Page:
You probably know all about Abba, Ikea and meatballs. But what else is Sweden famous for, and what should you look out for when you arrive?
One of the first things you’ll notice is Sweden’s famous openness – these days the little Nordic country is a diverse place that welcomes people with all sorts of different views and backgrounds. Yes, the Vikings were once here (our guide has tips on where to find them) but not everyone in Sweden is tall, blonde and violent.
Music is a major Swedish export and although plenty of home-grown artists end up becoming megastars and living in the USA, there’s still a lively music scene across the country – especially in big cities like Stockholm and Gothenburg. These big southern cities are also becoming serious players on the global start-up scene. If you’ve ever used Skype, listened to music via Spotify or played Candy Crush on the toilet, you’ve got a Swede to thank.
Swedish food has also hit the big time recently, going far beyond classic dishes like meatballs and pickled herring (though you can still get both at any local supermarket). The most famous Swedish chef might still be one of the Muppets, but new restaurants up and down the country are challenging old stereotypes and giving food critics a reason to take notice.
Walk down any high street in Sweden and you’ll see that fashion is serious business. Our guide has suggestions on how to dress like a Swede. Swedish hotels and hostels are also doing their bit to make the country stand out. This is a nation where you can sleep in a sleek treehouse, an old jumbo jet, or a hotel made from ice.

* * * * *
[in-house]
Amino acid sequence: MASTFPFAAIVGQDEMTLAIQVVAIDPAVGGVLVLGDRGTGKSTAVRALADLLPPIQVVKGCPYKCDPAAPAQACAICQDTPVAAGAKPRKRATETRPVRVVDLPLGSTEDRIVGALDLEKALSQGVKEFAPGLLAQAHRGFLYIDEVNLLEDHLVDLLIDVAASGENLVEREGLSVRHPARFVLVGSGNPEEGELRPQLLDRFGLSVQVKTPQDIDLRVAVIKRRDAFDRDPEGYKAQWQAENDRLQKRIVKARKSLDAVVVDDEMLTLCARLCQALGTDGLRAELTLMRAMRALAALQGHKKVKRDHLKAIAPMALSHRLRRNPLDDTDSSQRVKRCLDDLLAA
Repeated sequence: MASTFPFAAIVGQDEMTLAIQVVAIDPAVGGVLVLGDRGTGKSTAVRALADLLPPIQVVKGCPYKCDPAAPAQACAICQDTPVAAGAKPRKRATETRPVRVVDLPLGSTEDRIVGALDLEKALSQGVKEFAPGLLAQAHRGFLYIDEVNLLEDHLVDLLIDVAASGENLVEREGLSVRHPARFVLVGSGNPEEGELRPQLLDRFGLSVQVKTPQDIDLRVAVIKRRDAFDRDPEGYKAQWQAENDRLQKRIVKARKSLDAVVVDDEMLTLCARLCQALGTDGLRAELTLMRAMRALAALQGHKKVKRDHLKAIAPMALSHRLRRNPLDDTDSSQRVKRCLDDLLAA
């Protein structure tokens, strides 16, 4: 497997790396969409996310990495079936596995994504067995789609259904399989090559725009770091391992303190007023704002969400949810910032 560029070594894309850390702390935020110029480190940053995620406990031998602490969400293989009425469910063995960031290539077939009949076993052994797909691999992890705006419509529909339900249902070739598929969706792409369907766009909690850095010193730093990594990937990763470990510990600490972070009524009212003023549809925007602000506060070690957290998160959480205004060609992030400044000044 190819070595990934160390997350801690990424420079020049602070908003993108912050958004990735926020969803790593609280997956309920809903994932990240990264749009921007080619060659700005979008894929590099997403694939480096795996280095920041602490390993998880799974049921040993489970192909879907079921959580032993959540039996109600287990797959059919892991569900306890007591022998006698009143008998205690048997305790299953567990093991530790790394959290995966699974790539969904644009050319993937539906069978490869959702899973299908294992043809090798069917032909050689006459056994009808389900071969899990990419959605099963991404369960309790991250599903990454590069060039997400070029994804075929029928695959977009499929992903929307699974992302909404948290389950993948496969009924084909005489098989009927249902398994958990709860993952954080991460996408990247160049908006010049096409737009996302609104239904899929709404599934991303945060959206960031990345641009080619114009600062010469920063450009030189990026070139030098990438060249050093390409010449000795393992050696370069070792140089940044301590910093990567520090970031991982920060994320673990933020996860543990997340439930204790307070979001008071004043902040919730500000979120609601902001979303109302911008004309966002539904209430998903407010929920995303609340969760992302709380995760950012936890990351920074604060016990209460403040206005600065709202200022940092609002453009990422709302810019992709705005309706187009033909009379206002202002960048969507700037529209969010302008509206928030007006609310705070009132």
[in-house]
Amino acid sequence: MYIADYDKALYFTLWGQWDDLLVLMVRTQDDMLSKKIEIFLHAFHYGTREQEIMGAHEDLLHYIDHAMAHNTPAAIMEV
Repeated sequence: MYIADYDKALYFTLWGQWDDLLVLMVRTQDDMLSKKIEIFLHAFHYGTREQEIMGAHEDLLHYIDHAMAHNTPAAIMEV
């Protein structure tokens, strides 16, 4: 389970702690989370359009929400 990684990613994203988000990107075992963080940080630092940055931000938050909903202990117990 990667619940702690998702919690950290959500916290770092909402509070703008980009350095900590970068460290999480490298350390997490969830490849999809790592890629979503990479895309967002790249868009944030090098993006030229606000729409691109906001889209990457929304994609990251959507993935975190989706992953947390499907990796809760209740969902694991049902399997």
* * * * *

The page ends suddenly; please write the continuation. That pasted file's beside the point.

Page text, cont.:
Despite all this innovative stuff, Sweden is still known around the world for its strong traditions. Fika (the art of catching up over coffee and a cake) is basically sacrosanct, while festivals like Christmas and Midsummer are still celebrated with style. Other Swedish habits like being naked in the sauna and scoffing crayfish are also alive and well.
What else is Sweden known for? You might have heard about the crime thrillers, the high taxes, and the strange government-run store that has a monopoly on booze. As a tourist you’re more likely to encounter husky rides, the northern lights, the midnight sun, crystal-clear lakes, snow-covered forests, brightly painted wooden horses, snus, and some of the planet’s best free camping. Who needs Ikea?
You may also like:
TOURS AND ACTIVITIES IN SWEDENMORE TOURS
- How do I find long-term rental accommodation in Sweden?
- Is Airbnb legal in Sweden?
- Are there many hostels in Sweden?
- Do I need a padlock for Swedish hostels?
- Do Swedish hostels provide bed linen?
- Are bedbugs a problem in Sweden?
Food and drink
- Can I drink the tap water in Sweden?
- Is the food safe to eat in Sweden?
- Will I find vegetarian/vegan food in Sweden?
- Will I find gluten- and lactose-free food in Sweden?
Health and safety
- Is Sweden safe?
- What's the number for the police/ambulance/fire brigade in Sweden?
- Can I trust the police in Sweden?
- Seeing a doctor in Sweden
- How do I see a dentist in Sweden?
- Is medical care in Sweden any good?
- Do I need travel insurance for a trip to Sweden?
- Is Sweden expensive?
- What's a good daily budget for Sweden?
- What's the best way to send money to/from Sweden?
- Can I still pay with cash in Sweden?
- What currency do they use in Sweden?